MB: There is an organization that is devoted to the study of an education about servant-leadership—the Greenleaf Foundation. But in my own case, I was an Army nurse—and unbeknownst to me, that was where my training began in leadership. In that setting, the officer is responsible for everyone under their command. If you’re a nurse, you have medics working with you, along with other, lower-rank nurses, and you’re the last one who goes to dinner. You make sure that everybody else goes. And no matter what happens on ward or unit, it’s your problem. And if somebody’s having family issues, you’re expected to pay attention to that. You’re expected to uncover that and to talk to that person, and see how you can help. So, unconsciously, I think that really made an impact on me, and I think that servant-leaders never forget where they came from. To me, that’s what servant-leadership is: remembering why you’re getting paid, what your responsible for and why you’re here.
Leading as Dean of the Duke School of Nursing
MB: Now, I probably have one of the greatest jobs in nursing, and my
job is to lead that school [the Duke School of Nursing], and to do it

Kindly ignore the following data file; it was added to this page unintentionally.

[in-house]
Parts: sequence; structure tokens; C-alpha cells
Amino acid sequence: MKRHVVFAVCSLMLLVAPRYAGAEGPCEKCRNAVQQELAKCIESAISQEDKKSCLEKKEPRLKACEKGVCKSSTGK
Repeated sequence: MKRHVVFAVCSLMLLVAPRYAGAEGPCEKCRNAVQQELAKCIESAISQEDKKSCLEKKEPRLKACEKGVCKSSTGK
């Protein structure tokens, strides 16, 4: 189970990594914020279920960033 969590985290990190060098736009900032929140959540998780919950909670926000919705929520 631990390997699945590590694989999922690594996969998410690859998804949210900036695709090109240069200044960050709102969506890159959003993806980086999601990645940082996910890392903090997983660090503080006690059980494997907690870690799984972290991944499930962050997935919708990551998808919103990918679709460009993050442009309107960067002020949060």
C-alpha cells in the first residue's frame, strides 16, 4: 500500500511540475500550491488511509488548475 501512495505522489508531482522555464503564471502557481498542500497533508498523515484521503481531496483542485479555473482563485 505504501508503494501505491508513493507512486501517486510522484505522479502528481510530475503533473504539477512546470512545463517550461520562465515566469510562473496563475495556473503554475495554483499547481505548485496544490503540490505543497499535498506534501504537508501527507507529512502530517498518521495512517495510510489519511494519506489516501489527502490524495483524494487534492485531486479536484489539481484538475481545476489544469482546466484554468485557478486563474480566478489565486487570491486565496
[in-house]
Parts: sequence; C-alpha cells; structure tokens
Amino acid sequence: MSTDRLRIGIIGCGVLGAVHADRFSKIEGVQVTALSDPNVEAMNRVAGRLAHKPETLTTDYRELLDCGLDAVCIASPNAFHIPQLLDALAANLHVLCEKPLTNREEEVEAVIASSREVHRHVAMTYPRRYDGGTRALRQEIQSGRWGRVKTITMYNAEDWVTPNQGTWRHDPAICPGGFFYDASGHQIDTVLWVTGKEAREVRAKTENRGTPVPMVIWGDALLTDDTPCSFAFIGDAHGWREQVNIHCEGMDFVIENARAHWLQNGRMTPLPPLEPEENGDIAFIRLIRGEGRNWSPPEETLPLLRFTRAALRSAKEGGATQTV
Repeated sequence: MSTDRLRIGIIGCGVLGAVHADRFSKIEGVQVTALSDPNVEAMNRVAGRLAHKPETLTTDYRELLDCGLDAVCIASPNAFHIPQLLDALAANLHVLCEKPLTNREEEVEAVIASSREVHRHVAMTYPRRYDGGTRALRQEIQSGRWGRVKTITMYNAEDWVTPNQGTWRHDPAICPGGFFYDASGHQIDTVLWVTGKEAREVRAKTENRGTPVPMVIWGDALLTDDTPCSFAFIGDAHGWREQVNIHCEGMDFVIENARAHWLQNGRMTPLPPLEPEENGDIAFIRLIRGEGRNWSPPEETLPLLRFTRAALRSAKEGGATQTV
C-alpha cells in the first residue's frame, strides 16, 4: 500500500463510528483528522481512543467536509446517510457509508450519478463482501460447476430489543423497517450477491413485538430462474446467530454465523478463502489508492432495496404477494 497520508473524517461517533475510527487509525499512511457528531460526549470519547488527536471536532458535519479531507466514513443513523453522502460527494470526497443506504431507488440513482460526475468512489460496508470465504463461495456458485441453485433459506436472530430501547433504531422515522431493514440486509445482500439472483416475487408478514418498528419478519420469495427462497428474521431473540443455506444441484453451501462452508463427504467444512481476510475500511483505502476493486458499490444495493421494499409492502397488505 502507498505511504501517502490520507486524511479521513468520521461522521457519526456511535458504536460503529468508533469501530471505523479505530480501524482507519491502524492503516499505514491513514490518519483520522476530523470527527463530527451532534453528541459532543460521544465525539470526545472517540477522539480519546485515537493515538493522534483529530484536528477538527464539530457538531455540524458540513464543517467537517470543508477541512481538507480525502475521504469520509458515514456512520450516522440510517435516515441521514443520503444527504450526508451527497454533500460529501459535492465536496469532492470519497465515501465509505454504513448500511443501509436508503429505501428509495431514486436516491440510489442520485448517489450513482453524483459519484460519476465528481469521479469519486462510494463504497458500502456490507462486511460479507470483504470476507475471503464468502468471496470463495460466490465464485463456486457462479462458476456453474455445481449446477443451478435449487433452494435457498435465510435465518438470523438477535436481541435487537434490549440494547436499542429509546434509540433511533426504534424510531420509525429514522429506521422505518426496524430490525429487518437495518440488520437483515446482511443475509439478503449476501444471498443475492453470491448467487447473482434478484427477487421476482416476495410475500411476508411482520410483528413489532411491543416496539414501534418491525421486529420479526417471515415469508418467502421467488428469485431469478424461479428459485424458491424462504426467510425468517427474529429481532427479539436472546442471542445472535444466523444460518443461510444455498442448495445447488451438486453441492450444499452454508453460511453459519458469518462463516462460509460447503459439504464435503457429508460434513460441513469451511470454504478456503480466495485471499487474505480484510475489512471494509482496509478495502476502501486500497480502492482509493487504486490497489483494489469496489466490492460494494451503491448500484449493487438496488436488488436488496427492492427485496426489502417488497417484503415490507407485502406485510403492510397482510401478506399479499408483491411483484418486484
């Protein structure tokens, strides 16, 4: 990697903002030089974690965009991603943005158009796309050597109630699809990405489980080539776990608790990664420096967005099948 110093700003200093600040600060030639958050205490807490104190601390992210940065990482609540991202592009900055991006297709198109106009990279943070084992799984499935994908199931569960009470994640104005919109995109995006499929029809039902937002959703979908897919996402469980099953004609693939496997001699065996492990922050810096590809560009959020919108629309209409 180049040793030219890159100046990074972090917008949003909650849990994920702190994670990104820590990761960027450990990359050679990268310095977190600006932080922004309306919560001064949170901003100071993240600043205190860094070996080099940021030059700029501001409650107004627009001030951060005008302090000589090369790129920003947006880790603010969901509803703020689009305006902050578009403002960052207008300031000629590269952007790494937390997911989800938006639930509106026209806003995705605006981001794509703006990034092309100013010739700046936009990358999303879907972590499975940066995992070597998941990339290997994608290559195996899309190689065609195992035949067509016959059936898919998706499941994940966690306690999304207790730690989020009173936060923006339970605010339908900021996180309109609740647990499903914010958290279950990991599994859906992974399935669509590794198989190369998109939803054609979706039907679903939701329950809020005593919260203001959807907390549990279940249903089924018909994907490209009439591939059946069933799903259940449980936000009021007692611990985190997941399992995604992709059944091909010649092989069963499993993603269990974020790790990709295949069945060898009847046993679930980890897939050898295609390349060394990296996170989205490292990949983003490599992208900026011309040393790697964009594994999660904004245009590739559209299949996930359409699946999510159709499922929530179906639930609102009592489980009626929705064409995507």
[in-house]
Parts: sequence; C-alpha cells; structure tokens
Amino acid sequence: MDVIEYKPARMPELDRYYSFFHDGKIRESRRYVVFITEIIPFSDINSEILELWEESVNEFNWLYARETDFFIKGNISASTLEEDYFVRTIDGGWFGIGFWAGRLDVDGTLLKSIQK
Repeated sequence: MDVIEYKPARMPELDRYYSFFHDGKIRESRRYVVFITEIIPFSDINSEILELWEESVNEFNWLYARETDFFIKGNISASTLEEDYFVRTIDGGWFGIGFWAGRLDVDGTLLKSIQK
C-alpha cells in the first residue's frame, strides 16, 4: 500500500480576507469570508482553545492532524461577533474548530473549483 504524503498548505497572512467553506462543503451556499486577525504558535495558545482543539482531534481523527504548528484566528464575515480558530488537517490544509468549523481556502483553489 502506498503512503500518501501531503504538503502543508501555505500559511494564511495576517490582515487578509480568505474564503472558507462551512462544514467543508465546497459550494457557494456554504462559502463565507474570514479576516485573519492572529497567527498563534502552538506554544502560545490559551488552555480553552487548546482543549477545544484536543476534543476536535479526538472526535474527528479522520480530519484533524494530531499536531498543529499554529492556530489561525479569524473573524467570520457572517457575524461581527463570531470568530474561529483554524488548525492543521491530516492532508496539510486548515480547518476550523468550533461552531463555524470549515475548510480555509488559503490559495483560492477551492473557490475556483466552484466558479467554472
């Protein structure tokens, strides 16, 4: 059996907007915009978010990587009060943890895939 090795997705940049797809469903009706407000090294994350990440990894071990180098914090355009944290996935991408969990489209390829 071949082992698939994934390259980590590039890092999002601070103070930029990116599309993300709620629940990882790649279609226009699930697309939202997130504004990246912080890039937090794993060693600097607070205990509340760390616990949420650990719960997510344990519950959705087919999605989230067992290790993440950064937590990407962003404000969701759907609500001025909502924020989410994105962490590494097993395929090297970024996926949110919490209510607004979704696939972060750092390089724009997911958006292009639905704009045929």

in a way that it’s a community. That’s how good organizations
thrive. [Good organizations] are communities of very diverse talent
and diverse perspectives, diverse jobs. You have to keep everybody
moving in the right direction. We’re serving our students; that’s
why we’re there. None of us would have jobs if our students didn’t
want to be nurses. I’m in this job to make sure that the Duke
School of Nursing continues to provide the best education possible at
all levels- BSN to PhD. We have a heavy responsibility, as we’re
one of the top-ten schools [ed. Note: Duke is listed as No. 1 on the
recent Nurse.org top
10 nursing schools list].
It’s my responsibility as leader to remind us that we, with all of the resources we have, comes a big, big responsibility. And we’re up to it. I have the most incredible faculty and staff that have pulled together, all the time, especially in crisis. It’s very gratifying when it works, and it has worked very well!